Chocolate tablet sales recover lost impetus, by Euromonitor International
Euromonitor International estimates that value sales of chocolate tablets in Western Europe reached EUR5.48 billion in 2004. This figure shows a growth in current terms of 3% over the previous year, a positive sign after the slow down in demand registered by these products in 2001 and 2002. Germany, the United Kingdom and France are the largest markets for chocolate tablets, accounting for a combined share of 61% of total retail sales in Western Europe, according to Euromonitor’s projections.
Plain milk dominates
Plain milk chocolate varieties were the most consumed tablets among Western Europeans, accounting for 51% of total retail sales in 2004. Plain milk varieties were followed in importance by filled and plain dark tablets, accounting for 23% and 19% of total sales, according to Euromonitor International’s latest research. Plain white tablets represented, on the other hand, a mere 7% of total retail sales in 2004.
Private label loses value share to premium lines
Euromonitor estimates that private label chocolate tablets had an 11% share of total retail sales in 2004 in Western Europe. France and Italy, with private label shares of 7% and 6% respectively, are countries below the regional average, mainly as a result of the large importance of premium varieties in these countries. By contrast, private label has a larger share in countries such as Germany (18%) and Spain (20%), especially in tablet lines with less added value. Private label’s share over total value sales, however, has been declining since 2001. This decline is a result of the increasing sophistication of demand, particularly apparent as Western Europe is a region where consumers are willing to pay a premium in exchange for higher quality, better flavour and more attractive packaging. As a result, low-priced economy tablets have seen their relative importance over the total value of the market reduce, despite sustained growth in volume terms.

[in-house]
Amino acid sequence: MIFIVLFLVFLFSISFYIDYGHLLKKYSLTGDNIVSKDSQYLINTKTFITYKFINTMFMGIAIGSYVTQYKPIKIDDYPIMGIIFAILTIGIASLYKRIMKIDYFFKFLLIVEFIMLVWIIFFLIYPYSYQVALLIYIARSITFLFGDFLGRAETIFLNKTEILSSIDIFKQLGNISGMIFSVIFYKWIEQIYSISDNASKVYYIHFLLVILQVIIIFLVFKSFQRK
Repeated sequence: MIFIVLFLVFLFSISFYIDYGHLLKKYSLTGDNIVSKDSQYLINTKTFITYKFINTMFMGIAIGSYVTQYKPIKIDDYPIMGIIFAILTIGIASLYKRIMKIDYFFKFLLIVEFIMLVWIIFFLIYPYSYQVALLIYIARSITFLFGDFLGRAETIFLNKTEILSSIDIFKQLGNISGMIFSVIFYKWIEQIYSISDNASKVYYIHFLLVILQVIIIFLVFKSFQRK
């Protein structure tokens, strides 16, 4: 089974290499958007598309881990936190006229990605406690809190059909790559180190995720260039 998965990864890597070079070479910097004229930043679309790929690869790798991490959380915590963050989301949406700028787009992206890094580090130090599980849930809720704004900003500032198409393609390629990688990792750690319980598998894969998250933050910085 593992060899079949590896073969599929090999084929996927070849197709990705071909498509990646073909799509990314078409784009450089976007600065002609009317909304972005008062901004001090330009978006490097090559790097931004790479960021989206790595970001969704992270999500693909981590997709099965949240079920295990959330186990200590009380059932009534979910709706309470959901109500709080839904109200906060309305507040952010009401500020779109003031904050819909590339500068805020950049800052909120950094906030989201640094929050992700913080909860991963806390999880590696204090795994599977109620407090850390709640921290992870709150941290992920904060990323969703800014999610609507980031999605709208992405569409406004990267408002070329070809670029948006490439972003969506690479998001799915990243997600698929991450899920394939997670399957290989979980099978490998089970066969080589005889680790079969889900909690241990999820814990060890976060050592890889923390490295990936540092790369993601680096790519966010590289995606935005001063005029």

Premiumisation dictates performance of tablets in France
Euromonitor International forecasts that chocolate tablets in France will remain the second most valuable product within confectionery after seasonal chocolate. Euromonitor estimates sales in France of EUR 995 million in 2004, up by 3% in current value terms from 2003. However, volumes decreased by 2% during the same year. This is the result of strong product "premiumisation" as manufacturers have tried to develop added-value products, such as filled tablets or "finest quality" tablets. Despite disappointing results in volume terms, the penetration rate of tablets remained high in 2003, standing at more than 90%.
French adults choose more sophisticated chocolate tablet products, such as "finest quality", filled, "Gourmand" ("indulgence") and diet chocolate. Adult tablets generate the highest mark-ups for manufacturers, accounting for more than 45% in value sales in 2003, almost the same as "family" tablets. However, they represent only one third of sales in volume terms.
In Germany, on the other hand, chocolate tablets maintained positive growth in 2004. Retail sales rose that year by around 1% (including sales through Aldi) in current value terms, to reach EUR1.4 billion, according to Euromonitor International’s projections. Lindt’s premium portfolio of tablets, albeit from a very low base, contributed positively to the growth of the entire sector. Ludwig Schokolade was also very successful with its Schogette range and increased its share in tablets considerably to reach around 5% of value sales in the same year.